Ted Ehara wrote:
A possible English translation for ki is thought, intent or will. If you want to raise your arm, you think it and it is your thought that raises your arm. The mind moves the body. The mind uses ki to move the body.
I think you're perhaps leaving out a stage. The general statement is along the lines of "heart leads mind, mind leads Ki, Ki leads strength". For instance, imagine you're standing like Tohei does with the forearm in front of chest, ready for your partner to test your stance. Your "heart" refers to your desires, in the sense that you "want" a path or whatever to be in your forearm; the desire for that path triggers the mind to act; the mind makes the Ki go to the forearm; when your partner pushes your arm he feels your "strength" (more or less "kokyu"), which is the manifestation of your Ki. Of course, you'll notice that the idea of a separate "want" or "heart" is a little different than the western view in that we think of our "desires" as also being a part of the "mind".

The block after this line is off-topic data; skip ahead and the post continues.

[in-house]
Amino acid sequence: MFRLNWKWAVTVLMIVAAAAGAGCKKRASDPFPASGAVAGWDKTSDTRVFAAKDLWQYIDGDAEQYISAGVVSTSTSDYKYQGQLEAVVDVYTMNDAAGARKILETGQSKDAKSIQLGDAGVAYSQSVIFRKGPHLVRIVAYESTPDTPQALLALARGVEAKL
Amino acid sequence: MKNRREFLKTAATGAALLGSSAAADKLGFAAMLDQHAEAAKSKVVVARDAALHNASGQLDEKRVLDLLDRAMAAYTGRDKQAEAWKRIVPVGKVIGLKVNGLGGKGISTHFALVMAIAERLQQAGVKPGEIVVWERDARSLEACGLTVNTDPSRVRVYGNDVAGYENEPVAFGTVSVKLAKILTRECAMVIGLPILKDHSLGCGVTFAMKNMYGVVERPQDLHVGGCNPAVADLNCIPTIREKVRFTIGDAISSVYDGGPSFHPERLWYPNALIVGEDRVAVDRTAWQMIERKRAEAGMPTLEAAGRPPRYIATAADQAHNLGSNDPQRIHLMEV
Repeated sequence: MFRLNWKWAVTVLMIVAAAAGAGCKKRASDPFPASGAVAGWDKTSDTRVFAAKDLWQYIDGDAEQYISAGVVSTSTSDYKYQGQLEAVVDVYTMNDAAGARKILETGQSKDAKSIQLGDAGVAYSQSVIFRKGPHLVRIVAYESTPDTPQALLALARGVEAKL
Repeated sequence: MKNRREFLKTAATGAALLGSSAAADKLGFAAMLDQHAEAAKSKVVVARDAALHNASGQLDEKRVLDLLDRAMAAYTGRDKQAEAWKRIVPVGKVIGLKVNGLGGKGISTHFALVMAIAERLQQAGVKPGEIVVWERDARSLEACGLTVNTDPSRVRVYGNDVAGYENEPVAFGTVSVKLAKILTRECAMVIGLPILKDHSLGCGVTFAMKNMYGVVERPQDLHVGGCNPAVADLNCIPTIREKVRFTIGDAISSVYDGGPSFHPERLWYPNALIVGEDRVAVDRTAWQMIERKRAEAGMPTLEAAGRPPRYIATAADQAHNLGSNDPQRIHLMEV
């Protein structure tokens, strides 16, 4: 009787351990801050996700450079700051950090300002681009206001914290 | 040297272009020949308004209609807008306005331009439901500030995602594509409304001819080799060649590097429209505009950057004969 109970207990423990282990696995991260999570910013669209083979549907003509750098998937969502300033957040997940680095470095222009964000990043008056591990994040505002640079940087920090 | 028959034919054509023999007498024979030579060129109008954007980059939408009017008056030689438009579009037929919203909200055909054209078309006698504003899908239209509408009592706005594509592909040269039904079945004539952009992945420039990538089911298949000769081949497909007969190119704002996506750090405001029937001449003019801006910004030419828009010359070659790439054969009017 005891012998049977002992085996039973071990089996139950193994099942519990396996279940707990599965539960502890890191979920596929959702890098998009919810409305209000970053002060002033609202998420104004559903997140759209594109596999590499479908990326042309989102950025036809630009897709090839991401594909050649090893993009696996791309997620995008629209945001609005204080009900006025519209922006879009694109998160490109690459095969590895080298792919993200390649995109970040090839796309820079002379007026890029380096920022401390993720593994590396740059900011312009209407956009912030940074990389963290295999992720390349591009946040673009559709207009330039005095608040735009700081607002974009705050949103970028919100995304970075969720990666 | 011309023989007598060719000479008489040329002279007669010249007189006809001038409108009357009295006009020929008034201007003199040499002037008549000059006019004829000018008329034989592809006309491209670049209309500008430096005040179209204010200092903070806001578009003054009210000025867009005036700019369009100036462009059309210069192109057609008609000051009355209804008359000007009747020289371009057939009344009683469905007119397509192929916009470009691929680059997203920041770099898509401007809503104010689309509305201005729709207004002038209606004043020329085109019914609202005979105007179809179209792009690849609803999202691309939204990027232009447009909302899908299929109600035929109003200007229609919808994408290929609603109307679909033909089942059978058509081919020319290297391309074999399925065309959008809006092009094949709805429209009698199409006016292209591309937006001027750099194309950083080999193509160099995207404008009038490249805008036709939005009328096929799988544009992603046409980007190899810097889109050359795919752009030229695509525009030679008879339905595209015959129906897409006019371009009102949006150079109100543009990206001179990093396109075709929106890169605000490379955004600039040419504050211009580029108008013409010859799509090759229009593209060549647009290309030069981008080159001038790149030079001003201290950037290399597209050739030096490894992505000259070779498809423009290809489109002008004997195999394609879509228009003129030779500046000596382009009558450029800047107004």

K. Kaku goes on to summarize his interview with K. Ueshiba in The Mysterious Power of Ki:Because of political differences, some people believe that K. Ueshiba and K. Tohei are ideologically separate. But here you have K. Ueshiba discussing ki as thought, the mind and body as one and being in harmony with the universe. An emphasis on breathing is also stated. This similarity of views could reflect their mutual understanding of the founder.
This is the part of your post that I'm having trouble figuring out. My personal opinion is that there is no ideological difference between what Kohei, Shioda, Ueshiba (M or K) believed... they just had slightly different ways of saying things or expressing the functional aspects of Aikido. I.e., there are no real differences, as far as I see, other than a few incidental details.
I'm on a trip, using a notebook computer with a tiny keyboard, so pardon if my words and thoughts appear a bit terse. It's laziness.